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Goodman, W.H. (1987). An Introduction to the Borderline Conditions: By William N. Goldstein, M.D. Northvale, N.J.: Jason Aronson, Inc., 1985. 241 pp.. Psychoanal Q., 56:550-553.

(1987). Psychoanalytic Quarterly, 56:550-553

An Introduction to the Borderline Conditions: By William N. Goldstein, M.D. Northvale, N.J.: Jason Aronson, Inc., 1985. 241 pp.

Review by:
Warren H. Goodman

This is a most welcome compact volume which, to my knowledge, is the first attempt to provide a comprehensive, yet succinct review of the now copious and diverse literature devoted to borderline and narcissistic conditions. Within 200 pithy pages, the author has condensed, almost in outline form, diverse theoretical points of view regarding the diagnosis, dynamics, and even treatment of the borderline patient. He uses the perspective of ego psychology for his presentation and critical evaluation of the various theoretical viewpoints.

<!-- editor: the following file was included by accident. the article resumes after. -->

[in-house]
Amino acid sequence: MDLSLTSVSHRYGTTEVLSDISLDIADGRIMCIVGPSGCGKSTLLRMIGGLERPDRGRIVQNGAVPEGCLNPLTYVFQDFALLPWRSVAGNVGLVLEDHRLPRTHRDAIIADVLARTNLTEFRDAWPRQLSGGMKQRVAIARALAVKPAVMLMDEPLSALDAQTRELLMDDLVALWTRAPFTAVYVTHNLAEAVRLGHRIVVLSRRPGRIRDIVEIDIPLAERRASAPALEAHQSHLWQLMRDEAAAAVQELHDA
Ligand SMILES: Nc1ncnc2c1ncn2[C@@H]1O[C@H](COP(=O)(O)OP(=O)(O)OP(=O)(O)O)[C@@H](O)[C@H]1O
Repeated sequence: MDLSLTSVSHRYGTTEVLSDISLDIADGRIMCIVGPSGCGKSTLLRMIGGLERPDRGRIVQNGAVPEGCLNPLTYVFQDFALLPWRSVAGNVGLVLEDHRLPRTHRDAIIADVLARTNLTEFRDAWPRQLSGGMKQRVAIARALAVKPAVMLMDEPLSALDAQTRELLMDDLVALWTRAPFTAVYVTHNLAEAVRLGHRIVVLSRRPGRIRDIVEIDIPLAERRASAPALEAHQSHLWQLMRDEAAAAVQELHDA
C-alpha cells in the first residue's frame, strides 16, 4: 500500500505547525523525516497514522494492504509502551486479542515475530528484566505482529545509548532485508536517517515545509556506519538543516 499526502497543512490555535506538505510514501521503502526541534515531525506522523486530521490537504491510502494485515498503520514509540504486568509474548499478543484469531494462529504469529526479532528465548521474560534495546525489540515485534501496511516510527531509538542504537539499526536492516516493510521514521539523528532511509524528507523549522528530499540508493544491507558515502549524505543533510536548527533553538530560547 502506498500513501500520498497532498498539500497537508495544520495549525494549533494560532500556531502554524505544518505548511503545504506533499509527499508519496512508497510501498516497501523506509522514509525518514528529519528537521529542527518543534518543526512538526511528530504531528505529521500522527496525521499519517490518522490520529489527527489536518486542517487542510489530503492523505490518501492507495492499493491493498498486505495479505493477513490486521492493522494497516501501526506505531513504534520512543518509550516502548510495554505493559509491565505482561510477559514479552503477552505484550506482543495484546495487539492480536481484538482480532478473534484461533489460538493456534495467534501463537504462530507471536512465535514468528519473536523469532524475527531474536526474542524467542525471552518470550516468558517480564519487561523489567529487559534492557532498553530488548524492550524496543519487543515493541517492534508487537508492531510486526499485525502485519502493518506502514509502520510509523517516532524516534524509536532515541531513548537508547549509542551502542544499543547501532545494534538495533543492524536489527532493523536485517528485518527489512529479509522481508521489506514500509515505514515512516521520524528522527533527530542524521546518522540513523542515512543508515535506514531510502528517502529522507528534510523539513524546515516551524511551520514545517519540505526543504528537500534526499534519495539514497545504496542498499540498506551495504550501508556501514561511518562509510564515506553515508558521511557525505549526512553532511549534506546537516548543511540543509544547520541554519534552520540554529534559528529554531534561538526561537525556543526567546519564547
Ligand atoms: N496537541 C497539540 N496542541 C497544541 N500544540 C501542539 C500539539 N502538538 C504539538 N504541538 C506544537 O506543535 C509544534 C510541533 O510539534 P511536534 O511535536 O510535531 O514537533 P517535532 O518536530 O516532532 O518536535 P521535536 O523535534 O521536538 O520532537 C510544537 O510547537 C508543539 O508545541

Goldstein begins by defining ego functions in a very basic way, which makes this volume congenial to the needs of a neophyte therapist, e.g., someone at a residency training level in a dynamically oriented institution. He goes on, however, to reach a much higher level of complexity that can provide a more experienced practitioner with a very useful summary and review of the various conceptualizations of borderline patients. He offers sufficient references, attributions, and bibliography to enable the interested reader to pursue in greater depth the varied and often conflicting lines of thinking presented. In addition to the basic, yet thorough definition of ego functions, he provides an elementary introduction to instinctual drives and superego theory, and a psychodynamic classification of psychopathology. This makes it possible for the reader who has had little or no experience with the psychoanalytic literature to be able to follow Goldstein as he presents the theoretical underpinnings of the various, often mutually contradictory conceptualizations of the borderline patient.

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